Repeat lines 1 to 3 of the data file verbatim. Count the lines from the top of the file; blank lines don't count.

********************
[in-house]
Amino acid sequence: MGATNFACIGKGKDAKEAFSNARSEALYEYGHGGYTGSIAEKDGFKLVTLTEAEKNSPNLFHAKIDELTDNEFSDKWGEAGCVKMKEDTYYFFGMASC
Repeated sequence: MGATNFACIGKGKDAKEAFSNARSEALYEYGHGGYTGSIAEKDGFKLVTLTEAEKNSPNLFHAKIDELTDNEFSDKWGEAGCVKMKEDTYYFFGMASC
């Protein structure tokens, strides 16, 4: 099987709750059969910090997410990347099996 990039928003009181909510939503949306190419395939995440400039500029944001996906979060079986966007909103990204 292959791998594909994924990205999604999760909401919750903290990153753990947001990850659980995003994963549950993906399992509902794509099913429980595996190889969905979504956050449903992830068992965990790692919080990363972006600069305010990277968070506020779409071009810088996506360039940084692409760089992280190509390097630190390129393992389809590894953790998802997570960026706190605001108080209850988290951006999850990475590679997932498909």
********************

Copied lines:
[in-house]
Amino acid sequence: MGATNFACIGKGKDAKEAFSNARSEALYEYGHGGYTGSIAEKDGFKLVTLTEAEKNSPNLFHAKIDELTDNEFSDKWGEAGCVKMKEDTYYFFGMASC
Repeated sequence: MGATNFACIGKGKDAKEAFSNARSEALYEYGHGGYTGSIAEKDGFKLVTLTEAEKNSPNLFHAKIDELTDNEFSDKWGEAGCVKMKEDTYYFFGMASC